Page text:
Clifford Brown (aka Richard Earl Durand, aka Richard Earl Brown) (1903-1990)

52 Ancestors in 52 Weeks - Week 38 – Clifford Brown (aka Richard Earl Durand, aka Richard Earl Brown (1903-1990)

By – Don Taylor

No Story too Small
We all have someone in our tree that is confusing. It is that person that the more you learn about them; the more you know you do not know. My grandfather was such a person. It wasn’t until I began doing genealogy that I learned his birth name. I also knew he went by another name but didn’t have a clue why. Back in the late 1990s, I asked his sister, Delores, about the name changes and again I asked her about it in the 2000s, and she avoided answering. She said she didn’t want to speak ill of the dead and that “Dick” was her “favorite brother.” I so wish I hadn’t let her take that stand. In the following years, thanks to Genealogy Bank, I learned much about my grandpa Dick, things that I would have never imagined. Through that research I think I know why the changes in name.

Bio - Clifford Brown (aka Richard Earl Durand, aka Richard Earl Brown (1903-1990)


Richard Earl Brown always
carried a hunting knife.
Photo: about 1953 source unknown
Clifford Brown was born on 14 September 1903, in Robinson, Kidder County, North Dakota. He was the sixth child of thirteen born to Arthur Durrwood and Mary Elizabeth Manning Brown.
He spent much of his childhood in the rugged and very isolated homestead at the N1/2-NW1/4&SW1/4-NW1/4 - Section 34, Township 144 North Rang 72 West of the 5th Principal Meridian. 

Today it is a land devoid of buildings or evidence the family ever homesteaded there. Wikipedia indicates that Robinson had a population of 37 people in the 2010 Census[1]. Merkel, the other town mentioned in some of the records regarding the family indicates a population of 39 people[2]. The entire county only has a population of 2,435 and the total area is about 1,351 square miles[3], which means that there are less than two people per square mile today. Talk about isolated.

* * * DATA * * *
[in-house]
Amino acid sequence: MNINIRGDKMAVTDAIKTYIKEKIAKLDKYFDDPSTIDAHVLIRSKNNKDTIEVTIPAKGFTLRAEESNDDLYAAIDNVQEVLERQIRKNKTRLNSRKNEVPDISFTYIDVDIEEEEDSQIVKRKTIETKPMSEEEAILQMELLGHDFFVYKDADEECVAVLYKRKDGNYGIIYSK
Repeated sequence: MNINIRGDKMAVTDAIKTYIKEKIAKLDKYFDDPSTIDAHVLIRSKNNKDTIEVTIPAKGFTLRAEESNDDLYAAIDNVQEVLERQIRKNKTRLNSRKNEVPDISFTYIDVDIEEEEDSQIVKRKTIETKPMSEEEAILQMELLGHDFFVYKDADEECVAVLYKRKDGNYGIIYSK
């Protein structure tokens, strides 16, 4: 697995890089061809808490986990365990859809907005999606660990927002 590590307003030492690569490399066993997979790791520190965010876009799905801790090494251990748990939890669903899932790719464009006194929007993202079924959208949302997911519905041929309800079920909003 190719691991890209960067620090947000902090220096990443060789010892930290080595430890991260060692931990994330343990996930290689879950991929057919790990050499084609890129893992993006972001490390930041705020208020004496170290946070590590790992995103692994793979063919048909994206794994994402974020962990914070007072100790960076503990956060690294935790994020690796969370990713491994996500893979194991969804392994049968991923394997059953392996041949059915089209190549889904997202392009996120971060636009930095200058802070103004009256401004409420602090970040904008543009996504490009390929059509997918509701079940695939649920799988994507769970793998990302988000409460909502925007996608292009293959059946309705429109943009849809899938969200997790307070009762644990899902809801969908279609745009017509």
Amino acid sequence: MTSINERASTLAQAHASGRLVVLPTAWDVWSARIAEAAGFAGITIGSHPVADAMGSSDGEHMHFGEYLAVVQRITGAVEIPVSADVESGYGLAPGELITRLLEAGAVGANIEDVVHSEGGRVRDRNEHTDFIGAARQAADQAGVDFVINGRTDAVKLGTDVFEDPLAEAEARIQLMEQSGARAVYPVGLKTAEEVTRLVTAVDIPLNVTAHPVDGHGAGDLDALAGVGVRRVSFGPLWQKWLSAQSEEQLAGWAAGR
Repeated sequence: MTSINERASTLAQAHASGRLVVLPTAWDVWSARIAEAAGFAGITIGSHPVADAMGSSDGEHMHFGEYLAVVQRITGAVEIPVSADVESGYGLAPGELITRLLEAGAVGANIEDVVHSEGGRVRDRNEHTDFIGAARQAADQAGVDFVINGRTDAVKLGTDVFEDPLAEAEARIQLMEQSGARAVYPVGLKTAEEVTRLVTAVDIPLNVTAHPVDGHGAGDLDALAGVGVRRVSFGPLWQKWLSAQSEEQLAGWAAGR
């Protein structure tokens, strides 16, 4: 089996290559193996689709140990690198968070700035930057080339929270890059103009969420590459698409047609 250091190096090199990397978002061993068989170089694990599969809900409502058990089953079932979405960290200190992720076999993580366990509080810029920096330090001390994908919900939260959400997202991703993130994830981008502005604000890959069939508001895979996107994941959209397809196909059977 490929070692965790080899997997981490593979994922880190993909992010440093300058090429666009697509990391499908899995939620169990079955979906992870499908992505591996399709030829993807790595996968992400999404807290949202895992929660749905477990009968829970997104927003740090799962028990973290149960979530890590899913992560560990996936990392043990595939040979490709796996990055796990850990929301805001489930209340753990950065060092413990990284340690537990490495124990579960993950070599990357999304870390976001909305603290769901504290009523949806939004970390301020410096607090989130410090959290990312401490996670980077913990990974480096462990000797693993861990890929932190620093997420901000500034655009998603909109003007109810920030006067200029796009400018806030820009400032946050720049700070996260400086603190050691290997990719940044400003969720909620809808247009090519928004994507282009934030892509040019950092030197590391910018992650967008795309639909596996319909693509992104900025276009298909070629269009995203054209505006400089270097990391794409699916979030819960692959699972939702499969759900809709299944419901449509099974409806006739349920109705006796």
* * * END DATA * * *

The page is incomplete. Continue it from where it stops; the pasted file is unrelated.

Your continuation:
In 1917 (aged 14) his family moved back to the “civilized lands” of Minnesota. His father received a land patent, in township 138N (now Sylvan Township), Range 029W, Section 7,  NE1/4-Nw1/4, N1/2-NE1/4, SE1/4-NE1/4. (Modern GPS: 46.7911918, -94.4073918 -  NW Corner of L shaped property.)

In 1928, his father died of liver cancer[4].

Here is where things get complicated. His daughter believes that he went into the service sometime before 1931 as Richard Earl Durand. I don't think so.  There are stories that he might have been a spy and had that name as a spy. Other stories indicate he was in show business while in the military and Richard Earl Durand was his stage name. In either event, it is understood that Clifford and Madonna Mae Montran met in Panama City, Panama in 1931 while he was in the service. They had a liaison, which produced a daughter, Sylvia. Madonna was married to Samson Amsterdam at the time. The story there is that Samson remained married to Madonna until the child was born, “to give it a name” then quietly divorced. After the divorce, the oral history says that he pursued Madonna more.

Copyright 2005 Heritage Microfilm, Inc. and Newspaperarchive.com
The Brainerd Daily Dispatch
18 October 1932
The dates here get quite confusing. Sylvia was born in January of 1932, so she must have been conceived in Panama in April 1931. By October of 1932, Clifford returned to Minnesota and was apparently out of the service and was going by the name of Clifford Brown (again?). We know this because Clifford Brown got into a fight in the parking lot of a dance hall with Irwin Thompson. Irwin died and Clifford was charged with Manslaughter[5]. Clifford was held in the Walker jail until a grand jury could consider the case. I have been unable to find a disposition of the grand jury’s decision and haven’t found where Clifford was tried or sentenced so I believe he wasn’t indicted. However, I’m sure his reputation was sullied.

opyright 2005 Heritage Microfilm, Inc. and Newspaperarchive.com
The Brainerd Daily Dispatch
10 April 1935